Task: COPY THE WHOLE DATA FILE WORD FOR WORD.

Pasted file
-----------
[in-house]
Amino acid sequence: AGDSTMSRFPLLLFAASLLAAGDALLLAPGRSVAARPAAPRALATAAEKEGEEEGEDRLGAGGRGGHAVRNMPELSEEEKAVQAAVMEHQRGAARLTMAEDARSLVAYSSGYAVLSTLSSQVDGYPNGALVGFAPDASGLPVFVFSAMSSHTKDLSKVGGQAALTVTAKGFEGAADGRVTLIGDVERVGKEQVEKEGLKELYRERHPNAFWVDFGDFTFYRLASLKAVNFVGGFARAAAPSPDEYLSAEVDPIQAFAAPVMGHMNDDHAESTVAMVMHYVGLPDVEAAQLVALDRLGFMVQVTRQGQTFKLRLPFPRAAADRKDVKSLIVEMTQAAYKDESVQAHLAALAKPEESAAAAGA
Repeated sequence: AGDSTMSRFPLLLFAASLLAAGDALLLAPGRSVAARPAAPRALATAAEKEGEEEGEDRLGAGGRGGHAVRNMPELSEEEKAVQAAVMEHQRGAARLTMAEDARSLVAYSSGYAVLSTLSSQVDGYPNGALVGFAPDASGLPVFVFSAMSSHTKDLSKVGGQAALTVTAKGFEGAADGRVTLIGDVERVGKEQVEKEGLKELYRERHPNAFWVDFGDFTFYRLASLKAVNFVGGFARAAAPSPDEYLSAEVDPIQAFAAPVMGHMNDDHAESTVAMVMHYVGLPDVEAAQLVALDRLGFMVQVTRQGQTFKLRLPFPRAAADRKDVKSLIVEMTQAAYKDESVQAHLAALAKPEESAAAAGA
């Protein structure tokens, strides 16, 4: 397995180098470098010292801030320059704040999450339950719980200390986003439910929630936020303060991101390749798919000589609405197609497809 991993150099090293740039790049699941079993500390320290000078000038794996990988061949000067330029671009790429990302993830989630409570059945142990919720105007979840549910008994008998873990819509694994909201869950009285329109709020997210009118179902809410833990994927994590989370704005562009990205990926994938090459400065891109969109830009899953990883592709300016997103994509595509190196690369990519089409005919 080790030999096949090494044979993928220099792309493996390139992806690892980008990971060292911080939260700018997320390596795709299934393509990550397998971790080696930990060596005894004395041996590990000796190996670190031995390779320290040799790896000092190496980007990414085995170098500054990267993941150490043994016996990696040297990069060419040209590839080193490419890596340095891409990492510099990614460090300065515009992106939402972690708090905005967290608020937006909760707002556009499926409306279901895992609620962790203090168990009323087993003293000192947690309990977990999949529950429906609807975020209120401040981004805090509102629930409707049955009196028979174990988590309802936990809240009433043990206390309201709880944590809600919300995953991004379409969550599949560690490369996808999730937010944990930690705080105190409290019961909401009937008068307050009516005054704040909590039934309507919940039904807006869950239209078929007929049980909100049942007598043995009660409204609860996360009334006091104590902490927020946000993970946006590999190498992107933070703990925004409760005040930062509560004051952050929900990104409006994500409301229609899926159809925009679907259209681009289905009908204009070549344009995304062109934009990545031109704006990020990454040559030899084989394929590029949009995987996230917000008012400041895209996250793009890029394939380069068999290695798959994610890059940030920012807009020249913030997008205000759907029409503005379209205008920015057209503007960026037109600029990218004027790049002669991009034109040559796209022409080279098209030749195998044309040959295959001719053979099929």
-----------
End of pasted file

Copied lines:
[in-house]
Amino acid sequence: AGDSTMSRFPLLLFAASLLAAGDALLLAPGRSVAARPAAPRALATAAEKEGEEEGEDRLGAGGRGGHAVRNMPELSEEEKAVQAAVMEHQRGAARLTMAEDARSLVAYSSGYAVLSTLSSQVDGYPNGALVGFAPDASGLPVFVFSAMSSHTKDLSKVGGQAALTVTAKGFEGAADGRVTLIGDVERVGKEQVEKEGLKELYRERHPNAFWVDFGDFTFYRLASLKAVNFVGGFARAAAPSPDEYLSAEVDPIQAFAAPVMGHMNDDHAESTVAMVMHYVGLPDVEAAQLVALDRLGFMVQVTRQGQTFKLRLPFPRAAADRKDVKSLIVEMTQAAYKDESVQAHLAALAKPEESAAAAGA
Repeated sequence: AGDSTMSRFPLLLFAASLLAAGDALLLAPGRSVAARPAAPRALATAAEKEGEEEGEDRLGAGGRGGHAVRNMPELSEEEKAVQAAVMEHQRGAARLTMAEDARSLVAYSSGYAVLSTLSSQVDGYPNGALVGFAPDASGLPVFVFSAMSSHTKDLSKVGGQAALTVTAKGFEGAADGRVTLIGDVERVGKEQVEKEGLKELYRERHPNAFWVDFGDFTFYRLASLKAVNFVGGFARAAAPSPDEYLSAEVDPIQAFAAPVMGHMNDDHAESTVAMVMHYVGLPDVEAAQLVALDRLGFMVQVTRQGQTFKLRLPFPRAAADRKDVKSLIVEMTQAAYKDESVQAHLAALAKPEESAAAAGA
């Protein structure tokens, strides 16, 4: 397995180098470098010292801030320059704040999450339950719980200390986003439910929630936020303060991101390749798919000589609405197609497809 991993150099090293740039790049699941079993500390320290000078000038794996990988061949000067330029671009790429990302993830989630409570059945142990919720105007979840549910008994008998873990819509694994909201869950009285329109709020997210009118179902809410833990994927994590989370704005562009990205990926994938090459400065891109969109830009899953990883592709300016997103994509595509190196690369990519089409005919 080790030999096949090494044979993928220099792309493996390139992806690892980008990971060292911080939260700018997320390596795709299934393509990550397998971790080696930990060596005894004395041996590990000796190996670190031995390779320290040799790896000092190496980007990414085995170098500054990267993941150490043994016996990696040297990069060419040209590839080193490419890596340095891409990492510099990614460090300065515009992106939402972690708090905005967290608020937006909760707002556009499926409306279901895992609620962790203090168990009323087993003293000192947690309990977990999949529950429906609807975020209120401040981004805090509102629930409707049955009196028979174990988590309802936990809240009433043990206390309201709880944590809600919300995953991004379409969550599949560690490369996808999730937010944990930690705080105190409290019961909401009937008068307050009516005054704040909590039934309507919940039904807006869950239209078929007929049980909100049942007598043995009660409204609860996360009334006091104590902490927020946000993970946006590999190498992107933070703990925004409760005040930062509560004051952050929900990104409006994500409301229609899926159809925009679907259209681009289905009908204009070549344009995304062109934009990545031109704006990020990454040559030899084989394929590029949009995987996230917000008012400041895209996250793009890029394939380069068999290695798959994610890059940030920012807009020249913030997008205000759907029409503005379209205008920015057209503007960026037109600029990218004027790049002669991009034109040559796209022409080279098209030749195998044309040959295959001719053979099929």